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MANCHESTER, N.H. (AP) — Amy Klobuchar's campaign staff initially set up 250 chairs ahead of a Sunday rally at Southern New Hampshire University. But in the moments before the Minnesota senator arrived on campus, the aides scrambled to remove most of them to accommodate a capacity crowd of more than 700 people.
Klobuchar is still lagging in most polls, but the crowd was a sign of the energy surrounding her campaign as voters swamped with choices try to make a decision before Tuesday's New Hampshire primary. She's hoping that a strong debate performance along with a well received speech at a Democratic Party dinner and a surge of cash over the weekend will encourage voters to give her a second look.
“We exceeded expectations in Iowa, we’re going to the debate stage in Nevada. I think a lot of people have written me off a few times, and every single time we defied them. And in New Hampshire, there’s absolutely no doubt we’re seeing a surge,” she told The Associated Press after a rally Manchester on Sunday. “It feels good.”
She's asking voters for their consideration at a critical moment in the campaign. Pete Buttigieg, the former mayor of South Bend, Indiana, made a strong showing in Iowa and is aiming for a repeat in New Hampshire in hopes of becoming the leading moderate in the race. Former Vice President Joe Biden, meanwhile, began the race as a front-runner but is struggling after a disappointing finish in Iowa and another middling result expected in New Hampshire.
If Klobuchar converts voters, it could come at the expense of Biden — and potentially Buttigieg. Klobuchar has slammed the 38-year-old forner mayor as too inexperienced to be president.
Klobuchar has been struggling for attention and fundraising dollars for much of the last year along with a half dozen lower-tier candidates. A fifth-place finish in Iowa, which neighbors her home state, might have been a death knell for another candidates, but she benefited from confusion over the results and extraordinarily low expectations to move on to New Hampshire.
In Durham on Saturday, Annie Merrill was wearing a green scarf matching Klobuchar’s campaign signs but said she hadn’t made up her mind.
“I love her manner. She’s gentle, yet forceful, and I think that’s what we need,” said Merrill, a retired human resources manager in her 70s. But she’s also considering Buttigieg, and said electability weighs heavily on her choice.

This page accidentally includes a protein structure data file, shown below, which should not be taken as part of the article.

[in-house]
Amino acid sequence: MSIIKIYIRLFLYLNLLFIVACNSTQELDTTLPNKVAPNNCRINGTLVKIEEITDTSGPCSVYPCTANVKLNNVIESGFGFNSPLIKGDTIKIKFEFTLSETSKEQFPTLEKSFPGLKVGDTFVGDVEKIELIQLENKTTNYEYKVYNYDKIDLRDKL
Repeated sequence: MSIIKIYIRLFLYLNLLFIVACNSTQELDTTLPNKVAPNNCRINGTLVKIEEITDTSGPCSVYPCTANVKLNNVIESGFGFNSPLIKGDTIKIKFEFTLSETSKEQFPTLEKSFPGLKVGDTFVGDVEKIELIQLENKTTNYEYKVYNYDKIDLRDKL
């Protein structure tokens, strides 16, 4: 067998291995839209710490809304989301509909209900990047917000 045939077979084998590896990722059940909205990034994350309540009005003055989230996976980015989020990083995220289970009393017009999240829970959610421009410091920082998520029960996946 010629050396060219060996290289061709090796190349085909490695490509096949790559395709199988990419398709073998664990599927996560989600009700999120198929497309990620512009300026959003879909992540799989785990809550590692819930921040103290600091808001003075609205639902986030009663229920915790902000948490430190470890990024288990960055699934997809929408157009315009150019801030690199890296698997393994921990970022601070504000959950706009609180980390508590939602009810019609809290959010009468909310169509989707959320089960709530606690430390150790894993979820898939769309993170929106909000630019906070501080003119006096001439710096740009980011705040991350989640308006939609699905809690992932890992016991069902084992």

“I hate to say this, but I need to defeat Donald Trump. I don’t want to make an election just about one person, but it’s pretty important,” she said.
But Paul Burkett, 54, a lawyer from Bow, said he’s done with being a “tactical voter” and instead was backing Klobuchar simply because she would be the best president.
“I don’t think she’ll come in first or second, but third is in reach. And I do think there are three tickets out of New Hampshire, given what happened in Iowa and the political science experiment Michael Bloomberg is running," he said.
For much of the race, Klobuchar has struggled at the back of the pack in fundraising and had just under $5 million in reserve at the end of 2019. But after Friday’s debate she took in more than $2 million in less than two days, a lifeline that will allow her to forge on in contests ahead.
“We have what it takes to go to Nevada and beyond, but to do that, I’m gonna need you,” Klobuchar told supporters in Manchester. “So please give me your vote, give me your help, let’s go for broke, let’s barnstorm this state over the next two days, and we will do well in New Hampshire!”
Her debate performance included a harsh takedown of Buttigieg, and she continued voicing concern about his lack of experience when a reporter asked her about him on Sunday.
“Shouldn't we step back and look at who has the experience to lead especially when we have a brand newcomer in the White House right now? Maybe we should look at who can actually work with Congress, work across the aisle, not just have a talking point, not just saying it well but actually getting it done," she said.
Klobuchar declined to say what she would consider “doing well” in New Hampshire, but supporter Cheryl Archambault is hoping for a third, or even second-place finish.
Archambault, 62, said she had initially favored Biden but later began leaning toward Klobuchar. The senator’s debate performance cemented her decision, she said.
“She’s real. She’s not gonna sell you a bag of goods she’s not gonna deliver. I really hear that loud and clear from her,” she said.
Associated Press writers Brian Slodysko in Washington and Steve Peoples in Hanover, N.H., contributed to this report.
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